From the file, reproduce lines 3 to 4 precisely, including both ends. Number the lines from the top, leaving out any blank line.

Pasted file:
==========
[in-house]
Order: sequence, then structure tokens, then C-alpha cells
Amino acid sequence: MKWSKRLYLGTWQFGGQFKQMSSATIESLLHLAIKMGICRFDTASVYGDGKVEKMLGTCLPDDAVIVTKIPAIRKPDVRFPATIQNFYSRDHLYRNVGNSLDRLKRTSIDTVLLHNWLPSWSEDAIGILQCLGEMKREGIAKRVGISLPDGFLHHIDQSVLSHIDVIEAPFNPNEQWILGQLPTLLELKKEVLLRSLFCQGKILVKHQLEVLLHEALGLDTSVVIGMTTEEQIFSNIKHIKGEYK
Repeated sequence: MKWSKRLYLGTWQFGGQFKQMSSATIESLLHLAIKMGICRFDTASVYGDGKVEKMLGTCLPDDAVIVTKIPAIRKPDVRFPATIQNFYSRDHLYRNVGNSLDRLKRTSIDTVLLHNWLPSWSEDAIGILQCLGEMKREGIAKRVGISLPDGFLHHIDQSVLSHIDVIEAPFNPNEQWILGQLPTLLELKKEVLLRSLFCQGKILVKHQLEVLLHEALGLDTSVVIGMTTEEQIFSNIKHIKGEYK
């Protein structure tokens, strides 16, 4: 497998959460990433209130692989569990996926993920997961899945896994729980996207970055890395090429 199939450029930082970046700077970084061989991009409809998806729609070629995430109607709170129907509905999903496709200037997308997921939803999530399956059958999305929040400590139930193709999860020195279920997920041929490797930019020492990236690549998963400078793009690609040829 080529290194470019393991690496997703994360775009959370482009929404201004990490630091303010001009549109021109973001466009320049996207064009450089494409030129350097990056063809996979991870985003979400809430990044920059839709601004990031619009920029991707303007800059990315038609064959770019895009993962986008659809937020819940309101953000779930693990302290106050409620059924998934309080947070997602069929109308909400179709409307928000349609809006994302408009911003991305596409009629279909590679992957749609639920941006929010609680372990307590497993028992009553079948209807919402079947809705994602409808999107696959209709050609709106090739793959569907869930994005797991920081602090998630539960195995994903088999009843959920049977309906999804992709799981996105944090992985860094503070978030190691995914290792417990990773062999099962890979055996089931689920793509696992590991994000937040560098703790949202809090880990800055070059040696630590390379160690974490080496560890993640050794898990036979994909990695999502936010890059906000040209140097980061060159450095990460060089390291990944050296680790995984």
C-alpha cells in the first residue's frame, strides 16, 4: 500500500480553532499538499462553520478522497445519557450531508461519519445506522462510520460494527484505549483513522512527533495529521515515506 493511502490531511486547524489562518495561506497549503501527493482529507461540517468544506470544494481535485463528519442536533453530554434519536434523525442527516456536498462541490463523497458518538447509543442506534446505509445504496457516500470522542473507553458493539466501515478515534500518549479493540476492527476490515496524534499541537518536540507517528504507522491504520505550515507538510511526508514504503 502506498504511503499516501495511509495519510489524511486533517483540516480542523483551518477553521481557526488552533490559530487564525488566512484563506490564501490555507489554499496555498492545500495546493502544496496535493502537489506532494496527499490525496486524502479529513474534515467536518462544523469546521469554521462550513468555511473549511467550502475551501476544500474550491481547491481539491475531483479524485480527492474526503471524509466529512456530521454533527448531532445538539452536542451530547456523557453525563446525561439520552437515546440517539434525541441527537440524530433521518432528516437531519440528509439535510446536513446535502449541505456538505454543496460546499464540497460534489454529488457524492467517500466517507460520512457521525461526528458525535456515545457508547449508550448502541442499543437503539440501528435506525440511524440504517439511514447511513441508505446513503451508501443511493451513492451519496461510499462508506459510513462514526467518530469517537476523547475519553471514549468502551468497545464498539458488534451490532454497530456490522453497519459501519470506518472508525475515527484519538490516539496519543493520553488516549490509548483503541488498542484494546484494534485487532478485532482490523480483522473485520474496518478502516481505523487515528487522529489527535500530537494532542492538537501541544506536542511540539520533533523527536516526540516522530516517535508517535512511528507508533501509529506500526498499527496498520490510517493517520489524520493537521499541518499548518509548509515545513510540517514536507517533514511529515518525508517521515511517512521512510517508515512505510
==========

Amino acid sequence: MKWSKRLYLGTWQFGGQFKQMSSATIESLLHLAIKMGICRFDTASVYGDGKVEKMLGTCLPDDAVIVTKIPAIRKPDVRFPATIQNFYSRDHLYRNVGNSLDRLKRTSIDTVLLHNWLPSWSEDAIGILQCLGEMKREGIAKRVGISLPDGFLHHIDQSVLSHIDVIEAPFNPNEQWILGQLPTLLELKKEVLLRSLFCQGKILVKHQLEVLLHEALGLDTSVVIGMTTEEQIFSNIKHIKGEYK
Repeated sequence: MKWSKRLYLGTWQFGGQFKQMSSATIESLLHLAIKMGICRFDTASVYGDGKVEKMLGTCLPDDAVIVTKIPAIRKPDVRFPATIQNFYSRDHLYRNVGNSLDRLKRTSIDTVLLHNWLPSWSEDAIGILQCLGEMKREGIAKRVGISLPDGFLHHIDQSVLSHIDVIEAPFNPNEQWILGQLPTLLELKKEVLLRSLFCQGKILVKHQLEVLLHEALGLDTSVVIGMTTEEQIFSNIKHIKGEYK